It can be deduced from the previous studies that there are empirical studies done on the impact of CPD on employees’ job performance and these have focused mostly on different professions with little evidence on university administrators (Agala-Mulwa, 2002). Further, there is no known studies that has investigated the impact of CPD on administrator’s job performance in the public universities in Ghana. This study therefore seeks to fill the research gaps by investigating the impact of CPD on administrators’ job performance in the public universities in Ghana. The significant of this study is that, it will influence the development of effective policies and strategies for implementing CPD for administrators in public universities and beyond.
The study used a quantitative research approach to investigate the effect of CPD on the job performance of public universities administrators. The population was administrators from the ten public universities in the country which numbered one thousand one hundred twenty-five (1,125). The study employed stratified random sampling design because it provided an efficient system of capturing each subgroup proportionately. To obtain the sample size from each of the ten universities, administrators were then randomly selected from all cadres of administrators as shown in Table 1. The total sample size determined from all the ten public universities was three hundred (300) administrators which represent 26.7% of the population.
Population and Sample Size
|University||Population size (N)||Sample Size (n)|
Source: Authors’ calculations with information from GAUA.
Relationship Between Cpd And Job Performance (Jp)
|**. Correlation is significant at the 0.01 level (2-tailed).|
The number of sampled units in each stratum is proportional to the size of the stratum. The probability of selection is the same for all strata. In choosing a sample that is representative for each stratum, proportional allocation is used. The sample size for each stratum is mathematically chosen using the formula;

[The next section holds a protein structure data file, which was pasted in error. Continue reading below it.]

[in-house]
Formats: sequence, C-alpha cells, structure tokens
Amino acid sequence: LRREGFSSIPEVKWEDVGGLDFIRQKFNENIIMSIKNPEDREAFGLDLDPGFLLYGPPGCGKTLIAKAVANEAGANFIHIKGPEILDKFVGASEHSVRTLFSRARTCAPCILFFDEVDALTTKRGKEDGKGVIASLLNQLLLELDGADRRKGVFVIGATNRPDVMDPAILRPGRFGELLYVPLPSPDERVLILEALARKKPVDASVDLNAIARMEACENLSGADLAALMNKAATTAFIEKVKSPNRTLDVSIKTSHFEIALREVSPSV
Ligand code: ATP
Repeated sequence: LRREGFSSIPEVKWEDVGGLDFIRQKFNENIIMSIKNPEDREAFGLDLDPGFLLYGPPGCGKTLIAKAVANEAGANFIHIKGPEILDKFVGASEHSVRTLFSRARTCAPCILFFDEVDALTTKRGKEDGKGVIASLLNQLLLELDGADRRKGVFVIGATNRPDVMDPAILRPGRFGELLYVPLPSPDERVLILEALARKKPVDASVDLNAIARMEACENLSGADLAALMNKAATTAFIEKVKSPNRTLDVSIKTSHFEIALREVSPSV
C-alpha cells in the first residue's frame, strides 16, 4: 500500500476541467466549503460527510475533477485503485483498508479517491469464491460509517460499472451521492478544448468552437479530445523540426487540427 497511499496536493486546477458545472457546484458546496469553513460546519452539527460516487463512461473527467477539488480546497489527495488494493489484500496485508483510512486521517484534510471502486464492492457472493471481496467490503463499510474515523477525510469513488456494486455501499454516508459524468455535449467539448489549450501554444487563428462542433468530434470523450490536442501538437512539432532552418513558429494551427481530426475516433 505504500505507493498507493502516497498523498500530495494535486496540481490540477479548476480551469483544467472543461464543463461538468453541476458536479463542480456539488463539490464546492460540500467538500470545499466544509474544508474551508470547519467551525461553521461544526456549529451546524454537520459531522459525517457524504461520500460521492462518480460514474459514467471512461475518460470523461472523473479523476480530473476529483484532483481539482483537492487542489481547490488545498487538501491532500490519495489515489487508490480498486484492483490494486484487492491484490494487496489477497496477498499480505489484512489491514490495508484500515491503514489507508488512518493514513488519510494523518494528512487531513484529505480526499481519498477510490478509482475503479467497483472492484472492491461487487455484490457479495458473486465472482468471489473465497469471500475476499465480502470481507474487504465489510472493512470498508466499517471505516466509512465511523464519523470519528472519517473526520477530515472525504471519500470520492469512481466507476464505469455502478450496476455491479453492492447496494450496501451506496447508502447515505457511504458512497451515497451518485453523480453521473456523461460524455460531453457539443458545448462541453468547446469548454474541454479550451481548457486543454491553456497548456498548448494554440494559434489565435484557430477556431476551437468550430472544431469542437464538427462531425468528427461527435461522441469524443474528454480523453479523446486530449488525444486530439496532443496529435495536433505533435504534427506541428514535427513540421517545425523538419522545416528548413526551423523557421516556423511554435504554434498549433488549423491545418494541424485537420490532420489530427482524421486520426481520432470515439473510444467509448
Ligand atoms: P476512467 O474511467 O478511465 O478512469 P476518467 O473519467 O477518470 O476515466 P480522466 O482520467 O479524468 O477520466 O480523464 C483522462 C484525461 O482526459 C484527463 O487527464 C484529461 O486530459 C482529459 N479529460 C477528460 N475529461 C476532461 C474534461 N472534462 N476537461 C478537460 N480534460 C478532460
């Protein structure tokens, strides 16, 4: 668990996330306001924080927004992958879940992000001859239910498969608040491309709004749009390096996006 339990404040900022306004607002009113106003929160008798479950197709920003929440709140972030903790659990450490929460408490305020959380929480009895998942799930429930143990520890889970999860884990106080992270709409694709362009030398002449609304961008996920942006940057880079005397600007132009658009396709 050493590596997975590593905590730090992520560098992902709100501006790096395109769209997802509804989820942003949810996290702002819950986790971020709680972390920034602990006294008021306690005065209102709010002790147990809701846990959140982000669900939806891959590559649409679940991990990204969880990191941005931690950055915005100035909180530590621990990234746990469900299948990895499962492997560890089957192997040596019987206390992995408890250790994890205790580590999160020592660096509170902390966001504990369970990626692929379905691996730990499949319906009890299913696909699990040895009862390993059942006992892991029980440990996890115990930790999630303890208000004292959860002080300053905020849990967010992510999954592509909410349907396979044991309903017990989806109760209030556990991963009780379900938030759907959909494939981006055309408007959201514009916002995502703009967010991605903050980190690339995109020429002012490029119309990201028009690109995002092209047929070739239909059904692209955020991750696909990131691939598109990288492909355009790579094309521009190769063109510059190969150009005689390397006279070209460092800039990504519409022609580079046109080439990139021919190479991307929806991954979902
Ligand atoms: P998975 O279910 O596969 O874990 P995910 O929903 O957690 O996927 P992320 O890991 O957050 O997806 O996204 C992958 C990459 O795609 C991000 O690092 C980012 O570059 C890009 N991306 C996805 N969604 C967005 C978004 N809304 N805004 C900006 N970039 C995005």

where n is the sample size for the population,Nh is the sum of stratum frame.
A self-constructed survey questionnaire was the main data collection instrument in this study. Part A of the survey instrument sought for demographic characteristics of administrators such as gender, age, qualification, work experience, etc. while parts B, C and D sought to find out the awareness and involvement in CPD training, reasons for CPD and effect of CPD on the job performance of administrators in public universities respectively. The questionnaire was externally validated to ensure that all relevant constructs are included. The reliability and internal consistency of the survey instrument were measured using Cronbach Alpha. The Cronbach’s Alpha is used to check whether the information obtained through a survey are reliable for analysis. Literature suggests that an alpha value of 0.700 or more is acceptable (Bagozzi & Yi, 2012). The result gives Cronbach’s Alpha of 0.733 for question items pertaining to CPD. For question items pertaining to job performance the Cronbach’s Alpha was 0.789.
Due to the novel coronavirus disease (COVID-19), the questionnaire could not be administered face to face. Instead, the administrators were approached via on-line Google form. The researchers explained the purpose and procedure of the study before directing the respondent to the questionnaire. The questionnaires were collected via on-line after completion. Administrators’ privacy was protected by providing anonymous and voluntary participation. Participants had the right to withdraw from the study at any stage. Furthermore, the identities of the participants were not disclosed and only aggregate data were presented. Ethical consideration was taken into account during the study. The statistical analyses used to address the research questions and hypotheses were Pearson Correlation Coefficients and linear regression.
The study sought the level of awareness and involvement of public university administrators in CPD. The result showed that administrators are very much aware of the CPD in the university as 76.5% indicated so confirming Chikari et al. (2015)’s findings that CPD is widely acknowledged to be of great importance in every organisation, contributing to professional and personal development for staff (both teaching and non-teaching) and helping achieve the university set targets and objectives. The study further found that administrators were involved in CPD as 97.4% indicated they have attended at least one CPD training since joining the university. Greater funding for CPD was from the employer with 49.6% indicating so, while 26.9% indicated they self-financed their CPD training. On how often administrators undergo CPD training, majority representing 54.8% indicated there are no specific schedule, while 27.2% indicated they undergo training once in a year. Majority of the administrators had their CPD training off-the-job with 40.7% indicating so, while 28.0% and 26.8% had it on-the-job and through in-service training respectively.